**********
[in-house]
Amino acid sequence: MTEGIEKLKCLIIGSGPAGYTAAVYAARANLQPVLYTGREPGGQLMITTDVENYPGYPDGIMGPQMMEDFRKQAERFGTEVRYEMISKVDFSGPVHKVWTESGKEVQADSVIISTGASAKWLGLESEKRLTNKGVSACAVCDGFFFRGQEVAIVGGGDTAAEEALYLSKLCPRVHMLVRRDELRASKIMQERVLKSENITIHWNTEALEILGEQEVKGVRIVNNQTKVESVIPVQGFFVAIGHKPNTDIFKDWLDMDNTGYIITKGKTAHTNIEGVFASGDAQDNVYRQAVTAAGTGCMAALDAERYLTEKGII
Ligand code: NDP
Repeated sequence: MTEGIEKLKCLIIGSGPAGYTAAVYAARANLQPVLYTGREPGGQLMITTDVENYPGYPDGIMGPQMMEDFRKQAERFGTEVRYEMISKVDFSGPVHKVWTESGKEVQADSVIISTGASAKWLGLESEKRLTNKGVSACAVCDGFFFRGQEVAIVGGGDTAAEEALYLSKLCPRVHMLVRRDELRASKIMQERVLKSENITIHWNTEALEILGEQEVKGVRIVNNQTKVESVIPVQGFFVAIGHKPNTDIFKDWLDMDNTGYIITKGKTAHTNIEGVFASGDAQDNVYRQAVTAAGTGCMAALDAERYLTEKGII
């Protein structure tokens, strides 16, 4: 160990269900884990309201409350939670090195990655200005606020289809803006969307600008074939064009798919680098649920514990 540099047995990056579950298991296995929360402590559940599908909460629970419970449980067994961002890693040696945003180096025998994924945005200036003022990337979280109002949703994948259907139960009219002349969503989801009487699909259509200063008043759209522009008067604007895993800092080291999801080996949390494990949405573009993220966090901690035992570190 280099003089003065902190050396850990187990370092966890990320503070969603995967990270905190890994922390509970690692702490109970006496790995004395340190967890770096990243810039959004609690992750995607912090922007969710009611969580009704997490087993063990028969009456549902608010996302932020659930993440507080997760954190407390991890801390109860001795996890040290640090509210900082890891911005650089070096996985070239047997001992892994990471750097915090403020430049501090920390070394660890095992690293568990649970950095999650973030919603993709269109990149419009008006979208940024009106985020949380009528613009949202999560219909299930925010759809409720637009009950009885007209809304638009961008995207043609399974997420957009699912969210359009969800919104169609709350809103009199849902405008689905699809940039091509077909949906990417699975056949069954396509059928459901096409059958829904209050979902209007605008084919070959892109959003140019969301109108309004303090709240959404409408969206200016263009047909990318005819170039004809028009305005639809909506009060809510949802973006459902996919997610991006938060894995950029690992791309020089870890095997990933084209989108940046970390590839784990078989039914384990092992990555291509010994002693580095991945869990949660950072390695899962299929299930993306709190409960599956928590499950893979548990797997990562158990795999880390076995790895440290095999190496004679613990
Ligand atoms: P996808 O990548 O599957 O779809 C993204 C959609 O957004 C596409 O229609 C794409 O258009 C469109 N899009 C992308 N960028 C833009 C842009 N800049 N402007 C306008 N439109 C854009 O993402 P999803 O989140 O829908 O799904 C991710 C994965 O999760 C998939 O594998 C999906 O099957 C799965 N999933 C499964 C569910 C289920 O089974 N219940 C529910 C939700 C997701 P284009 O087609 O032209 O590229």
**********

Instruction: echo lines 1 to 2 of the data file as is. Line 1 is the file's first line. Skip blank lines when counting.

[in-house]
Amino acid sequence: MTEGIEKLKCLIIGSGPAGYTAAVYAARANLQPVLYTGREPGGQLMITTDVENYPGYPDGIMGPQMMEDFRKQAERFGTEVRYEMISKVDFSGPVHKVWTESGKEVQADSVIISTGASAKWLGLESEKRLTNKGVSACAVCDGFFFRGQEVAIVGGGDTAAEEALYLSKLCPRVHMLVRRDELRASKIMQERVLKSENITIHWNTEALEILGEQEVKGVRIVNNQTKVESVIPVQGFFVAIGHKPNTDIFKDWLDMDNTGYIITKGKTAHTNIEGVFASGDAQDNVYRQAVTAAGTGCMAALDAERYLTEKGII